Toothbrushing for Toddlers

Toothbrushing Games for Toddlers and Preschoolers

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Chances are if you have a young child at home, you’re getting into the habit of regular daily toothbrushing and oral care. Some children take well to this new change, and others require a bit more persuasion. Try these toothbrushing games and tips for making your routine a bit easier.

  1. Give Them a Choice. Instead of using the same toothbrush and toothpaste each time, give them a variety! Have a range of different tooth brushes and tooth pastes. That way, it’s up to her whether to put fruit toothpaste on a purple brush or mint flavoring on Bubble Guppies — and that’ll make her far more likely to brush with a smile.
  2. Sing-A-Long! For an antsy toddler or preschooler who is rarely sitting still,  distraction is your best bet. Sing outloud your child’s favorite themesong, artist, or other melody. Or introduce this ditty, crooned to the tune of “Row, Row, Row Your Boat”: “Brush, brush, brush your teeth, brush them left to right. Brush them up and brush them down to keep them clean and white.” To make these toothbrushing games more fun, sing it faster and faster until you finish the job (before your little one even realizes it!).
  3. Play Pretend. If your toddler is afraid of brushing, have her “play dentist,” to show her there is nothing to fear. Set up a dentist’s office, enlisting dolls and stuffed animals as patients waiting for a thorough cleaning. Let your little one brush her furry friends, then trade off and do a dry run (with a dry toothbrush) in her mouth. It’ll show her that toothbrushing isn’t nearly as scary as she thinks.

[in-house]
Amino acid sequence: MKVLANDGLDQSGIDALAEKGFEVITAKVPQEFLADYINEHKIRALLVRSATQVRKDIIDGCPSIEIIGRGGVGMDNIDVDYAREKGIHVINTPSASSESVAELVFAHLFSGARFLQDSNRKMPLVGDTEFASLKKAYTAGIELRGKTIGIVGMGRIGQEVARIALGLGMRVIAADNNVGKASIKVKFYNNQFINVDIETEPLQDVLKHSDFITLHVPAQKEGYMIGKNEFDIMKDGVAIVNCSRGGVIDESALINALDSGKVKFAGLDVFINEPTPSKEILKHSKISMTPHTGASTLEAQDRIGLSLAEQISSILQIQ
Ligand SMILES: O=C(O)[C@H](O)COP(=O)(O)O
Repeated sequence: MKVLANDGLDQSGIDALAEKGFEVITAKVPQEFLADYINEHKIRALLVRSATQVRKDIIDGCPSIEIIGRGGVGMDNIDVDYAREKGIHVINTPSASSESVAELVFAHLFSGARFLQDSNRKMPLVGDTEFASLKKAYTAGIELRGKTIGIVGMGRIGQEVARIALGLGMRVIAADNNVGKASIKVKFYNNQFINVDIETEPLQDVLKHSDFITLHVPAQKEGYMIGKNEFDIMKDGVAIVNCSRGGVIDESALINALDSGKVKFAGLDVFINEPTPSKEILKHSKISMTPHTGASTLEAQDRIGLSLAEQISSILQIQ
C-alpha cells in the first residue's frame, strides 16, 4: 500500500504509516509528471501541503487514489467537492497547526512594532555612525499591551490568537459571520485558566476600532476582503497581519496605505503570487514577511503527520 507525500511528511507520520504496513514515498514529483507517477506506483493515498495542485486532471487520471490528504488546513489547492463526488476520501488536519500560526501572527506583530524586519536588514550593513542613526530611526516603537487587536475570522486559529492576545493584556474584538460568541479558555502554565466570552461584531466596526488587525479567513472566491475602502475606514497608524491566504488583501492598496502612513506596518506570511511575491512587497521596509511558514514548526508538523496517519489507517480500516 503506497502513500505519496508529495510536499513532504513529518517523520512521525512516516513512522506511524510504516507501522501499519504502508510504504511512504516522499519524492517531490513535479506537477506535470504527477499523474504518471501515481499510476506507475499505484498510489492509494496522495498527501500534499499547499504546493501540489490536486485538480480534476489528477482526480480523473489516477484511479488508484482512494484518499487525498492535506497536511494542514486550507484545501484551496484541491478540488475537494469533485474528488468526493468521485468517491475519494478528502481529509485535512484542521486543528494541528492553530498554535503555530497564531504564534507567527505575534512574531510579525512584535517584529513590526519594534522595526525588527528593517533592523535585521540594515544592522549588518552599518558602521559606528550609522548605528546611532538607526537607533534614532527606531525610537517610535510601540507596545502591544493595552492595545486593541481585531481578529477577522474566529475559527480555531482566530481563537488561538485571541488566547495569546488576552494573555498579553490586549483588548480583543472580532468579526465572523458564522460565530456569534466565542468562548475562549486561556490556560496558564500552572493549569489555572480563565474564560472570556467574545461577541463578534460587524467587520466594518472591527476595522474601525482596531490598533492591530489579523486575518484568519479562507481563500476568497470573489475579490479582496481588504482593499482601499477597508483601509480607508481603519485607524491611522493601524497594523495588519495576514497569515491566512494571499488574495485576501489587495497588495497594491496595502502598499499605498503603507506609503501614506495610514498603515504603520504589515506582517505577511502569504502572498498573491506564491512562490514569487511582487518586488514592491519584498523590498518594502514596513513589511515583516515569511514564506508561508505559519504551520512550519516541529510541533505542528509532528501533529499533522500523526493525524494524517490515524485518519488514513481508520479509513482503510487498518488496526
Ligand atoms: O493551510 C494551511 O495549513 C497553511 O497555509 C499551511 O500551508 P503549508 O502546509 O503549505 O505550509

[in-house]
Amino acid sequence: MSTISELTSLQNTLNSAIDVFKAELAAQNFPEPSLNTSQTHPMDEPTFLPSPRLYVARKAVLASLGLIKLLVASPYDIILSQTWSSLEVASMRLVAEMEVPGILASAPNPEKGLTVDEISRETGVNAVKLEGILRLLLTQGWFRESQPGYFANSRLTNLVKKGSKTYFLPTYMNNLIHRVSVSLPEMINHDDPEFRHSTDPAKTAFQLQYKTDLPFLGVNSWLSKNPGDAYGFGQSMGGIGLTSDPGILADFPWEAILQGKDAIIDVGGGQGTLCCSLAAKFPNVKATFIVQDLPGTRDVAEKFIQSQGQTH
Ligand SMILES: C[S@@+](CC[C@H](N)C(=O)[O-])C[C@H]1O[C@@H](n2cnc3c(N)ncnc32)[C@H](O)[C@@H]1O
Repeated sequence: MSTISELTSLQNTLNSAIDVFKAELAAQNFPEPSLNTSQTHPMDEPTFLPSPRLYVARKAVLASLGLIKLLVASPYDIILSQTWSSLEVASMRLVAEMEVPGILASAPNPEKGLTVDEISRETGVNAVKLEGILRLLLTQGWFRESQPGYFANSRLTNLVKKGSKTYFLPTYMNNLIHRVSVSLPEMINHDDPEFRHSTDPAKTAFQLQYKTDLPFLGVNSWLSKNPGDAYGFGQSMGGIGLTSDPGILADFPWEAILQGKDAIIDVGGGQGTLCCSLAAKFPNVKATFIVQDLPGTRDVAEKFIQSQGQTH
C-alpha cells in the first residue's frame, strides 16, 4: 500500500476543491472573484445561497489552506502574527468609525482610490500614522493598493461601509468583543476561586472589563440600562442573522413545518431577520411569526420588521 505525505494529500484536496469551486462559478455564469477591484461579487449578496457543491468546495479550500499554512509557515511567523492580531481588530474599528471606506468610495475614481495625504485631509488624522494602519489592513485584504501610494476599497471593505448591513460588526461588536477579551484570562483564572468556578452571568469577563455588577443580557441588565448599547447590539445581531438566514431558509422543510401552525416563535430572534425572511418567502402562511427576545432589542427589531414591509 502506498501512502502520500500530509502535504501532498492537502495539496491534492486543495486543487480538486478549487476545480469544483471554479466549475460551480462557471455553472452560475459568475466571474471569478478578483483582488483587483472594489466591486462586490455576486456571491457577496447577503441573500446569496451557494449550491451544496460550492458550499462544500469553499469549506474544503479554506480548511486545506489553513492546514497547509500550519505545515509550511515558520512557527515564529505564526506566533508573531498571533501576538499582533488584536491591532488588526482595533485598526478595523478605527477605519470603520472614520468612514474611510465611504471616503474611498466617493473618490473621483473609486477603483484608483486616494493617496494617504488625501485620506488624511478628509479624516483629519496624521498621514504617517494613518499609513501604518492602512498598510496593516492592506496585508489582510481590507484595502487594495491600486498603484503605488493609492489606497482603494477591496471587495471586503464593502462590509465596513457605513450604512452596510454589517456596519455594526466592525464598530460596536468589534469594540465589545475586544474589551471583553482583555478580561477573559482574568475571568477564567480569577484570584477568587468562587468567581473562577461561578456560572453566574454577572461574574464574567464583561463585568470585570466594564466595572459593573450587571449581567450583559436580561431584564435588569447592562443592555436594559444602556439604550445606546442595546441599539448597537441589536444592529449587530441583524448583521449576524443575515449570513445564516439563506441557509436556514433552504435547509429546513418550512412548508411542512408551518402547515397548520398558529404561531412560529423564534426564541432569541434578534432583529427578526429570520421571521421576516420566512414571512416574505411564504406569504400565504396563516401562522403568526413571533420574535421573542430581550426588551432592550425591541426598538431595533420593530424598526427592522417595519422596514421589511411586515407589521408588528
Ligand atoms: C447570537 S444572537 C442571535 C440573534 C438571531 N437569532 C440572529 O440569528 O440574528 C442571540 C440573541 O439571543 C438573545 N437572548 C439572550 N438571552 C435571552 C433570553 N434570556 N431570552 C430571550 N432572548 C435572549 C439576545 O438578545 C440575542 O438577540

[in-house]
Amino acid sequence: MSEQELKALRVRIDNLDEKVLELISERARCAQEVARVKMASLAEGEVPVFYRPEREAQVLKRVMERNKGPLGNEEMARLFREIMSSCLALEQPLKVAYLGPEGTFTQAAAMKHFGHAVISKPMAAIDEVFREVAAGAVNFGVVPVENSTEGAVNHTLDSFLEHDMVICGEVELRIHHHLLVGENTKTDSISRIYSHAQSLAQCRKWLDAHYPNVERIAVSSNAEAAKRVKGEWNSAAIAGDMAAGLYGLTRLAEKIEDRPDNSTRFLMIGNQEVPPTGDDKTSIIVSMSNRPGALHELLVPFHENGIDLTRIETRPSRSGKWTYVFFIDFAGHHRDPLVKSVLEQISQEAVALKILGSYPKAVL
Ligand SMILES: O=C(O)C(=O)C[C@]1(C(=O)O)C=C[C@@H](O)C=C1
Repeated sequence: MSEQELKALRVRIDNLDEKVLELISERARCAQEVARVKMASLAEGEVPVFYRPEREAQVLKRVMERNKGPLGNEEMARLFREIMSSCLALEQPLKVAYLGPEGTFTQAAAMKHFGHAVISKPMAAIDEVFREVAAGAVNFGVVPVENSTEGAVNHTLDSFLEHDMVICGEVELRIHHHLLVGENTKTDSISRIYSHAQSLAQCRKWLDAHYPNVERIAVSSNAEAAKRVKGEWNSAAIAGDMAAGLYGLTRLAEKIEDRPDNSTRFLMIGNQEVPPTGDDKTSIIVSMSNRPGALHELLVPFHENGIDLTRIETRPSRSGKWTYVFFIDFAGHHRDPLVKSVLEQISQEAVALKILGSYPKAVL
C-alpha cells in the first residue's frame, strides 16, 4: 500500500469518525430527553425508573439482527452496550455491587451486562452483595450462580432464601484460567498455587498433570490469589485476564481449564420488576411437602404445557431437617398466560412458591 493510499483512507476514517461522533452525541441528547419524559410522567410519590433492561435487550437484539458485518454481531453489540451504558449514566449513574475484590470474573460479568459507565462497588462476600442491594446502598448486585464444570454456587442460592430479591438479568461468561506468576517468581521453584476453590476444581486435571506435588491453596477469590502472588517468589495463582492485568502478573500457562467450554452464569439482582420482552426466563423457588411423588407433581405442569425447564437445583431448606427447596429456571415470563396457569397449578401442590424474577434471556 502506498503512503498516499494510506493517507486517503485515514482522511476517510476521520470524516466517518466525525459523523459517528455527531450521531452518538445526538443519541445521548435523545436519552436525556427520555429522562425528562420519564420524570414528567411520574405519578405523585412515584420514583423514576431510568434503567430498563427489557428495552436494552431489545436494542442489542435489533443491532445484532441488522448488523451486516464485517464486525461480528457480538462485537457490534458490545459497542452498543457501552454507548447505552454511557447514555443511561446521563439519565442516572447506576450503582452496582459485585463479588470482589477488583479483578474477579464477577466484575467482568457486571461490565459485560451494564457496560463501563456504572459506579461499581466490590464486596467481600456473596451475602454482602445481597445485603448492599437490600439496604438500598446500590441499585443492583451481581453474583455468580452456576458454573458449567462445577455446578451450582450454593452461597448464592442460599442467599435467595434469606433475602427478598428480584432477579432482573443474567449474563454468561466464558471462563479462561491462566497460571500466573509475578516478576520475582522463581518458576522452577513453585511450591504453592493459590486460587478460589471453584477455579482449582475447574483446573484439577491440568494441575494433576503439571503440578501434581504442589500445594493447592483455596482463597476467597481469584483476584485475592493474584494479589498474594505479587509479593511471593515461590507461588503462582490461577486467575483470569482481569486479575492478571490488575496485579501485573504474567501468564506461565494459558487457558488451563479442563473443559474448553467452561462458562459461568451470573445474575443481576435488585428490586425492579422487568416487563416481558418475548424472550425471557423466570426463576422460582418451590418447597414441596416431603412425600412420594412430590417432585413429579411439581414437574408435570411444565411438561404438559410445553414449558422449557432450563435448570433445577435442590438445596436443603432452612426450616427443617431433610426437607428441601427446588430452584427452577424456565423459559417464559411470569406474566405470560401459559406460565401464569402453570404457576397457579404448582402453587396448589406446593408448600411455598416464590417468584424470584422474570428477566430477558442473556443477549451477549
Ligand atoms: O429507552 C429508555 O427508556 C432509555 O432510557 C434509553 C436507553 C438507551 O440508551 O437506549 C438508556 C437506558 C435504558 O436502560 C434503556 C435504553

4. Hear Me Roar. It can be hard to get your tot to open wide enough to get at her back teeth. But she’ll be happy to oblige if you ask her to roar like a lion or open wide like a hungry hungry hippo! Or play this toothbrushing game, an oral-hygiene version of Red Light/Green Light: When she opens her mouth, you make a silly sound while you brush. When she clamps down, you freeze. She’ll enjoy herself so much that she’ll let you keep cleaning so you can both keep playing.
  5. Time It. It’s best to brush teeth for a time of 2 minutes. Set up a fun timer in the bathroom and let the countdown begin! You can even let your child assist in choosing the timer, as well as helping to start it at the beginning of your sessions.
  6. Reward Them. It’s no secret that children love to be rewarded for a job well done. Try setting up a fun chart in the bathroom or bedroom that you can add stickers to. For each time that they brush their teeth (with your help), give them a new sticker to add to their charts! Once they’ve reached a certain amount of stickers, allow them to choose a prize or take them to do something special. After all, good oral health is definitely reward-worthy.

Try one (or all) of these kids’ toothbrushing games and see how eager she is to get brushing. And don’t forget to make an appointment for your child to visit the dentist – 6 months after their first tooth erupts.